Kirton McConkie employment lawyer Ryan Frazier talks emplyoment contracts. Read on to find out when a promise of continued employment may be more than a promise—and when it may be a contract. 

  • Westlaw Journal
    February 2016

    Kirton McConkie employment lawyer Ryan Frazier talks about the possible legal consequences for employers if associated with an onsite league.

  • Global Trends in Anti-Corruption Legislation: Mexico to Ramp up Enforcement Activity
    Reprinted with permission by Corporate Compliance Insights
    January 4, 2016
  • Utah Employment Law Letter
    December 2015

    Kirton McConkie employment lawyer Ryan Frazier talks about the legal consequences for improperly conducting employee background checks.

  • Noncompliance with New EU Data Privacy Rules can be Costly
    Reprinted with permission by Corporate Compliance Insights
    November 5, 2015

    Kirton McConkie international attorneys Thomas Monson and Kyle Petersen wrote a post for the firm blog, Perspective, which was picked up as a story for Corporate Compliance Insights.

  • A Kirton McConkie publication
    August 2015

    Kirton McConkie adoption attorney Larry Jenkins highlights key questions prospective parents should ask when hiring a lawyer for a direct placement adoption.

  • July 2015

    Kirton McConkie employment lawyer Ryan Frazier highlights the bottom line for employers regarding same-sex marriages. Click title to read.

  • InsideCounsel
    July 17, 2015

    Kirton McConkie immigration lawyer Jake Muklewicz continues his discussion of the L-1 visa category in this second article in a two-part series. Click title to read article.

  • Less Can Accomplish More for Immigration Reform
    Litigation Strategies For Immigration Issues
    2015

    Kirton McConkie immigration attorney Jake Muklewicz contributed a chapter to the book Litigation Strategies for Immigration Issues, which was published by Thomson Reuters/Aspatore. Rather than radical immigration reform, he makes a case for a more practical and fair approach to resolve various immigration issues.

  • InsideCounsel
    June 19, 2015

    Kirton McConkie immigration lawyer Jake Muklewicz provides an overview in part one of a two-part series on the L-1 visa category, which is available to foreign nationals who work for a U.S. company's foreign parent, subsidiary, affiliate or branch office for at least one aggregate year within the three years immediately preceding the filing of an L-1 petition. Click title to read article.

  • KUTV
    June 18, 2015

    Kirton McConkie technology lawyer David Shaw was contacted by KUTV's Matt Gephardt to answer a viewer question about whether a contract with Dish Network is broken if channels the viewer wants are dropped. Click to view.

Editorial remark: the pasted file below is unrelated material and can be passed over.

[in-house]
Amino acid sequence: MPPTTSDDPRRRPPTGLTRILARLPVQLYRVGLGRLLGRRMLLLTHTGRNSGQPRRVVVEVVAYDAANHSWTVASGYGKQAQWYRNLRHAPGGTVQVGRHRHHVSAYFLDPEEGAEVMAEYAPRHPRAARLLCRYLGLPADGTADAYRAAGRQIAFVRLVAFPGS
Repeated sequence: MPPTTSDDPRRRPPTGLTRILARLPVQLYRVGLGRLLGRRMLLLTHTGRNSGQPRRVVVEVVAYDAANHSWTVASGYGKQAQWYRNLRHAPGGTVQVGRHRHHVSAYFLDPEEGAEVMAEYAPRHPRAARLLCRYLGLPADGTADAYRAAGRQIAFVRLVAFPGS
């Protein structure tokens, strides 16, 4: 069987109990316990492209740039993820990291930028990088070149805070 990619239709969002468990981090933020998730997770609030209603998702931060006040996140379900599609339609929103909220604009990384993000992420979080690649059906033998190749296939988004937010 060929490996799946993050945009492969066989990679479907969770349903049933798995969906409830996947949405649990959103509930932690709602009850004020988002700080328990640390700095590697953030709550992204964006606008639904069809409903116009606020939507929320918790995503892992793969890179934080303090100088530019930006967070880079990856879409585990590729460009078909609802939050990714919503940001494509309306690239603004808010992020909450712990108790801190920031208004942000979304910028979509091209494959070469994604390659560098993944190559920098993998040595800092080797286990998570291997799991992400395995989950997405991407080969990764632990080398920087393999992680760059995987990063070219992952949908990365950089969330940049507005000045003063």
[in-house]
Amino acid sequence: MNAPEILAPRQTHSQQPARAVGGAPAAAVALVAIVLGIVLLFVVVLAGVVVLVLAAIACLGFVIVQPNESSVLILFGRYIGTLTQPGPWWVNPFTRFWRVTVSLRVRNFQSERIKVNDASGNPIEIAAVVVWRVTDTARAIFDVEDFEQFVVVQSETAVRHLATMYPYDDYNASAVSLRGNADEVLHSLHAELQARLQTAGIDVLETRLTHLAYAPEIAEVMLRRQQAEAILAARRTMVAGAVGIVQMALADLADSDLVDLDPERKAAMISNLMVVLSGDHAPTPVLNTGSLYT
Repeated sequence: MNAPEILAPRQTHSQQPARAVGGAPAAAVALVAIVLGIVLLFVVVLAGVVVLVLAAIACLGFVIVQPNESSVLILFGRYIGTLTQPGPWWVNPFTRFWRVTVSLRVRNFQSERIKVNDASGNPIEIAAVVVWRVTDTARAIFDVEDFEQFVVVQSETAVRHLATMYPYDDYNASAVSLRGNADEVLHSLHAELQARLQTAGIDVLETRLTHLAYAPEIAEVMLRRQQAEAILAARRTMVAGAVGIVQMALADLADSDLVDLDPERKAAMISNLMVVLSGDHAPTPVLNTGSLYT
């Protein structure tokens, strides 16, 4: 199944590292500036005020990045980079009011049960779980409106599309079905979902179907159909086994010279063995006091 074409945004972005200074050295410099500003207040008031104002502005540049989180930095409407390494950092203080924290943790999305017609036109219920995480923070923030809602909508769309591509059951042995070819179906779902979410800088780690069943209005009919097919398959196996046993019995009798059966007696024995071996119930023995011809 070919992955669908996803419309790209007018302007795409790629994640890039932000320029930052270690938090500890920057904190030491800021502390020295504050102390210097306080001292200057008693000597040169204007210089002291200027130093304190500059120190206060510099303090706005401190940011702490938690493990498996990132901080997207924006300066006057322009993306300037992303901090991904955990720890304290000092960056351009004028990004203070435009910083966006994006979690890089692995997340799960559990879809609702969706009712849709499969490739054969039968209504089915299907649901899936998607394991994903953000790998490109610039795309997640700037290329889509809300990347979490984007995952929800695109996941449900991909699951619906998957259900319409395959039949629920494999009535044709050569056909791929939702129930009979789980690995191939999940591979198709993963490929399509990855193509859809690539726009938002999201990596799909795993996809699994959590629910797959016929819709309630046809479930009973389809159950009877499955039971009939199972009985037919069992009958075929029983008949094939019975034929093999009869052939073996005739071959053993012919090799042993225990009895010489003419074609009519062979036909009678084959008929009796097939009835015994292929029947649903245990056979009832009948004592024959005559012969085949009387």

• Utah Employment Law Letter
    June 2015

    Kirton McConkie employment litigation lawyer Brinton Wilkins discusses the importance of carefully drafting language that protects an employer’s ability to make necessary business-related changes to its benefits plans.

  • 2015
  • Utah Employment Law Letter
    May 2015

    Kirton McConkie employment litigation lawyer Ryan Frazier talks about compliant employee handbook policies and the National Labor Relations Board's (NLRB) review and interpretation of employee rights under Section 7 of the National Labor Relations Act (NLRA). Click the title to read more.

  • InsideCounsel
    May 21, 2015

    Kirton McConkie intellectual property lawyer Nick Wells outlines 13 pointers to guide trademark due diligence in M&A transactions. Given the value of most brands, a high level of review and documentation is appropriate.

  • InsideCounsel
    May 15, 2015

    Kirton McConkie immigration attorney Jacob Muklewicz addresses how many U.S. employers unfortunately do not utilize the TN visa category, and the advantages it has over H1-B visas. Click the title to read more.

  • Communications Daily
    May 14, 2015

    Kirton McConkie technology lawyer Drew Clark was interviewed for this article on state commitment to get universal access to fiber-to-the-home networks. Click the article title to read.

  • InsideCounsel
    May 7, 2015

    Kirton McConkie intellectual property attorney Nick Wells explains why here are significant differences between trademarks, domain names and trade names and how understanding the differences can help you properly protect your intellectual property.

  • Immigration Law360
    April 30, 2015

    Kirton McConkie immigration attorney Jake Muklewicz was interviewed for Law360's Immigration column. Click title to read the article.

  • Utah Employment Law Letter
    April 2015

    In this month's Immigration Alert column, Kirton McConkie immigration and international attorney Elaine Young overviews recent changes affecting employers’ ability to attract and retain foreign workers. Click title to read article.

  • InsideCounsel
    April 23, 2015

    Find out the three aspects of trademarks that cannot be changed after registration. Kirton McConkie intellectual attorney Nick Wells guides you through mistakes you must not make when registering a trademark.

  • InsideCounsel
    April 9, 2015

    Some trademark registrations may provide only a small amount of protection, but investing in a portfolio of intellectual property has real advantages. Kirton McConkie intellectual property lawyer Nick Wells explains why. To read more, click the article title.

  • InsideCounsel
    March 26, 2015

    Kirton McConkie intellectual property attorney Nick Wells explains why many trademark owners, unfortunately, assume  once the mark is registered, the brand is secure. Find out more by clicking the article title.

  • Utah Employment Law Letter
    March 2015

    Kirton McConkie employment litigation lawyer Ryan Frazier addresses employers duties to accommodate employees' religious practices and beliefs under Title VII. Click the title to read the full article.

  • Utah Employment Law Letter
    March 12, 2015